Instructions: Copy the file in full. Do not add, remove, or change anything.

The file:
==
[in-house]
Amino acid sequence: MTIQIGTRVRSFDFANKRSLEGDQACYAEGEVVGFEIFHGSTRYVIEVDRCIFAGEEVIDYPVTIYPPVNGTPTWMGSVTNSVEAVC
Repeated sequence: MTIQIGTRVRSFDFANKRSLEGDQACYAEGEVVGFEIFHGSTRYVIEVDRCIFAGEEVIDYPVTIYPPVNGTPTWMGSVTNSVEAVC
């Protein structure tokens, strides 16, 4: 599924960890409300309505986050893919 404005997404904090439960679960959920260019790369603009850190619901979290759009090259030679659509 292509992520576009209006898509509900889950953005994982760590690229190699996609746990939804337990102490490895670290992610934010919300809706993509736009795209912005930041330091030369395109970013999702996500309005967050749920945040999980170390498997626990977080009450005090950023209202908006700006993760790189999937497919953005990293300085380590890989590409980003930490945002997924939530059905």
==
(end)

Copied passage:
[in-house]
Amino acid sequence: MTIQIGTRVRSFDFANKRSLEGDQACYAEGEVVGFEIFHGSTRYVIEVDRCIFAGEEVIDYPVTIYPPVNGTPTWMGSVTNSVEAVC
Repeated sequence: MTIQIGTRVRSFDFANKRSLEGDQACYAEGEVVGFEIFHGSTRYVIEVDRCIFAGEEVIDYPVTIYPPVNGTPTWMGSVTNSVEAVC
């Protein structure tokens, strides 16, 4: 599924960890409300309505986050893919 404005997404904090439960679960959920260019790369603009850190619901979290759009090259030679659509 292509992520576009209006898509509900889950953005994982760590690229190699996609746990939804337990102490490895670290992610934010919300809706993509736009795209912005930041330091030369395109970013999702996500309005967050749920945040999980170390498997626990977080009450005090950023209202908006700006993760790189999937497919953005990293300085380590890989590409980003930490945002997924939530059905």